Vice-President Emmerson Mnangagwa is a man on a mission, so we are made to believe.
Editor’s Memo Vincent Kahiya
He has already met business leaders and appears to strike the right chord with investors after promising to relax the indigenisation law which has been the bane of foreign direct investment in Zimbabwe.
Mnangagwa has promised to deal with red tape which has seen investors spending half a year to get their projects approved.
The VP wants to position himself as the handyman willing to get his hands dirty in fixing all that has been broken over the last 35 years, ironically, much of it by his peers in Zanu PF
By warming up to business and wooing foreign investors, Mnangagwa is treading a well-worn path that his disgraced predecessor Joice Mujuru also travelled.
When Mujuru became VP in 2004, her quest to make a difference soon evaporated in the heat of factional fighting and the all-too-familiar Zanu PF history of inefficiency and poor service delivery.
Mnangagwa’s crusade for positive change is at the mercy of this same partisan spirit which has over the years spawned corruption in the civil service and parastatals and has created an air of suspicion between government and the private sector.
It is a culture that believes that it cannot fail, but that failure is manufactured elsewhere and injected into the national conscience. This appears to be the Zanu PF way of administration.
Can Mnangagwa break free from the shackles of Zanu PF’s ancien regime which, for a generation, has measured success by the trail of destruction in its wake? It is critical to note that Mnangagwa belongs to a club of men and women who look with glee at state destruction of model agro-estates like Kondozi Farm.
The club speaks with adulation on the success of the land reform programme when Grain Marketing Board silos are empty and the country continues to import carrots, potatoes and apples.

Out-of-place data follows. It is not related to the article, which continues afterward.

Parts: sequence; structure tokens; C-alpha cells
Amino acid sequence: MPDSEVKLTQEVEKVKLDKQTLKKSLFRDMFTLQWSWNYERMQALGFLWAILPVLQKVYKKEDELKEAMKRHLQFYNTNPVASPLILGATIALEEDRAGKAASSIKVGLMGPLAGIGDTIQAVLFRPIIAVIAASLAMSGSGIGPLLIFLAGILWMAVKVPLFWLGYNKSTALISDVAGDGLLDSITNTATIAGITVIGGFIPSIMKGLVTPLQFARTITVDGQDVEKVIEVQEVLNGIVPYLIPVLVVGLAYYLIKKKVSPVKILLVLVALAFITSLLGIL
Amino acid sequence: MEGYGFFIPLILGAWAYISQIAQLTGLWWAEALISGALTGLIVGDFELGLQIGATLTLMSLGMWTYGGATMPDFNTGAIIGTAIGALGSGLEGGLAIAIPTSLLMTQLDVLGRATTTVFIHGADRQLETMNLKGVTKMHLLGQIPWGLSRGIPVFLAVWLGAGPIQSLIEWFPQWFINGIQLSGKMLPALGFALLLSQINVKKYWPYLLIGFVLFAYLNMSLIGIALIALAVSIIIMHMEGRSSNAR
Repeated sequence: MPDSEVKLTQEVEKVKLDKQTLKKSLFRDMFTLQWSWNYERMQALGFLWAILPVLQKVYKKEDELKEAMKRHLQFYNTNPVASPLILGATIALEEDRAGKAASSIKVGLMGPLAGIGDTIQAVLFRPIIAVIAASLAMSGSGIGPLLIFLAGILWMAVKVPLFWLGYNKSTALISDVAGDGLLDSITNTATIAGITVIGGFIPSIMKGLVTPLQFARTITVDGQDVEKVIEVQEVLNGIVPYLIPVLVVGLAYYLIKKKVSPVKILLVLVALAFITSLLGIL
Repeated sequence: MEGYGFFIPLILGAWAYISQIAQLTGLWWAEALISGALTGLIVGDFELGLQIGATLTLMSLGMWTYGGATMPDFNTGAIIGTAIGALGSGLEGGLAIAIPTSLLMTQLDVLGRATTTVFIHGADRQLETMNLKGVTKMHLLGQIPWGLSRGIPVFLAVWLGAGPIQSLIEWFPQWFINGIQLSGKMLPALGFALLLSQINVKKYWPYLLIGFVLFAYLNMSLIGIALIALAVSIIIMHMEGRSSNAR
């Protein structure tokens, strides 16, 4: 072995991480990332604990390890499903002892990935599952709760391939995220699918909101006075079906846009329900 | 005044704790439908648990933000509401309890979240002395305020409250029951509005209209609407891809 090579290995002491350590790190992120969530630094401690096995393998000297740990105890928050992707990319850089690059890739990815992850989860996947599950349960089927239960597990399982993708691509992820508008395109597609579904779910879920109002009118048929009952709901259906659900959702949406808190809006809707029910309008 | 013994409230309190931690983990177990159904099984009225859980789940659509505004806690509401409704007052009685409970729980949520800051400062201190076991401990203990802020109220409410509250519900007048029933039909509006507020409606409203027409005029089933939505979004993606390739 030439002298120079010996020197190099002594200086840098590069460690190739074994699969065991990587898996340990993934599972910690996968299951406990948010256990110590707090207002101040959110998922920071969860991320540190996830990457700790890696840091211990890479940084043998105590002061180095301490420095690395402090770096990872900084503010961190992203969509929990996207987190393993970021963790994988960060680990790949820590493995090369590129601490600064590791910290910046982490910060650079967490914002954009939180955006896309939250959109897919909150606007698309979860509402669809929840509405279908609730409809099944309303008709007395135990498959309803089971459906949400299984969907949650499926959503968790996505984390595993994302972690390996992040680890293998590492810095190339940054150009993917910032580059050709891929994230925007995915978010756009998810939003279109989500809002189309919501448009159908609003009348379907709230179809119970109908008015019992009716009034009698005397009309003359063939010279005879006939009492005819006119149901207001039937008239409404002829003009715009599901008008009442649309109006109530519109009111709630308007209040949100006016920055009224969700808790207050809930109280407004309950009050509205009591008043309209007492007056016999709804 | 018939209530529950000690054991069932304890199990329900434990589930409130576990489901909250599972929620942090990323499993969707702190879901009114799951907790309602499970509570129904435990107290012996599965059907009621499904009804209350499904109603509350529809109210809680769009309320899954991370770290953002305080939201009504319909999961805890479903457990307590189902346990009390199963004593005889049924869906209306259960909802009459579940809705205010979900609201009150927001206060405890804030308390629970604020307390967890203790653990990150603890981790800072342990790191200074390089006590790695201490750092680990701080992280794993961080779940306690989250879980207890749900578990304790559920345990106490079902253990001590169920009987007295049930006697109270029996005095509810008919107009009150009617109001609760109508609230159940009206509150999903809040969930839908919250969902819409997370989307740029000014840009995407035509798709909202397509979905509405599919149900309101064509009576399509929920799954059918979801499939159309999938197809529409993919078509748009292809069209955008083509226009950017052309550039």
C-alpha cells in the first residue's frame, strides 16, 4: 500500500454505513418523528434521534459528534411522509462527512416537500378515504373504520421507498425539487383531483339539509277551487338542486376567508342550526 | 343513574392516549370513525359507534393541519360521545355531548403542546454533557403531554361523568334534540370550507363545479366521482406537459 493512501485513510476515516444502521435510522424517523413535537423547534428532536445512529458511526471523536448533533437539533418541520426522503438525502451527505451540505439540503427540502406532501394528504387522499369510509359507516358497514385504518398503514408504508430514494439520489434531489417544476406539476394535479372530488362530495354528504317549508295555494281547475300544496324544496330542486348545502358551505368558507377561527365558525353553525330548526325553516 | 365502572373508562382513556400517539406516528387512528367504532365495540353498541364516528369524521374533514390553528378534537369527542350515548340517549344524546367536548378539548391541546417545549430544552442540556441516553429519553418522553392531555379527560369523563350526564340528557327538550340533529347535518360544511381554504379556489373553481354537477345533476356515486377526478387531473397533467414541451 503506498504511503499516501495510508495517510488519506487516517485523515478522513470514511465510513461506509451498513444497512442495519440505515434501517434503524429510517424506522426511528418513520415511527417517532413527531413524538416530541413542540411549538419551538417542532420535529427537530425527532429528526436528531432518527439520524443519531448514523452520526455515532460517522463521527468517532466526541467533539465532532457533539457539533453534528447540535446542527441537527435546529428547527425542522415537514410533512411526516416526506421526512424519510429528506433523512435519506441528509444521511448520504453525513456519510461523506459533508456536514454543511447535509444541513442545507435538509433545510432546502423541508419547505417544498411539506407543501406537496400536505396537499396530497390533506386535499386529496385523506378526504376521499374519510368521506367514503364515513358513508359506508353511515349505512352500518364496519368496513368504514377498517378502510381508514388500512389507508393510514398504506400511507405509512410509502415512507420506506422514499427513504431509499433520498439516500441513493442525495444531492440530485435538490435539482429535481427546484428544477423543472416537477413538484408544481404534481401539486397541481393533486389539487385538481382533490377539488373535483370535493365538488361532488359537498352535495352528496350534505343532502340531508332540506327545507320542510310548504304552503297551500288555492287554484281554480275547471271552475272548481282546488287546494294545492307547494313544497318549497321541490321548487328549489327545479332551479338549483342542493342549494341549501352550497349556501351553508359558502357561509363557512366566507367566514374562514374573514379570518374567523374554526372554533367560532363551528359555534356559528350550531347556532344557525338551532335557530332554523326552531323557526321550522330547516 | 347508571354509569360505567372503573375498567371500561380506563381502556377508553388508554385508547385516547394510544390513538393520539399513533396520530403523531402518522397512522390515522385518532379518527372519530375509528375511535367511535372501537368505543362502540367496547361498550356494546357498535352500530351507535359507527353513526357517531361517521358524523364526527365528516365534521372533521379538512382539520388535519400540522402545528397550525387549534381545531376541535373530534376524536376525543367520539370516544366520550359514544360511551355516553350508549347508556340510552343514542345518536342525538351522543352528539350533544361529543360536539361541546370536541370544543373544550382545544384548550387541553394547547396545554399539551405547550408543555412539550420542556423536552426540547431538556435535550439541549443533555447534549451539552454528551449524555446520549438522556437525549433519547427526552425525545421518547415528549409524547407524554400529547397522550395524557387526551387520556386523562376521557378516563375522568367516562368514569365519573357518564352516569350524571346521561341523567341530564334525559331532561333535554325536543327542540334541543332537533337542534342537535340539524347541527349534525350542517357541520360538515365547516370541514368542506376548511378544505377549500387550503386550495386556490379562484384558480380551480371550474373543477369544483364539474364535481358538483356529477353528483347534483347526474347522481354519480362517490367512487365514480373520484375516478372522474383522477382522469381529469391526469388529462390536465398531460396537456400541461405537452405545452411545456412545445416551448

They are not ashamed to portray the indigenisation policy as a major success when industries are closing every day and when vendors cover every square metre of pavement in Harare. The crumbling national infrastructure: power cuts, students learning from tobacco barns and decaying hospitals cannot disturb the victory parade.
We still have people like Youth Development, Indigenisation & Economic Empowerment minister Chris Mushohwe who thinks that foreign investors need Zimbabwe more than the country needs fresh capital.
Also in the team is Joseph Made who believes inefficient new farmers can benefit from land reform by enjoying the bonanza of high maize prices set at levels where it is cheaper to import than grow the crop.
Ignatius Chombo at Local Government is still trying to figure out how to get clean and adequate water in urban areas and to ensure sewer systems don’t work in reverse. He has scored successes in firing mayors and councillors though!
The list is long. In their own right, these are individuals who believe that they head successful portfolios. There are no regrets for the trail of man-made disasters they superintend over.
In fact, some of the destruction has been celebrated as echoes of a revolution.
Mnangagwa, as the perceived heir apparent to President Robert Mugabe, has to demonstrate that he can rise above the exploits of these denizens of a failed system who are way past their best-before dates. He has to break the mould and help his colleagues to redefine success.
The party needs to adopt a new set of values and instruments to measure success.
As a captain of this failed team, he can lead from the front to change mindsets, unless he is content with conformity and blind allegiance to corrosive dogmas.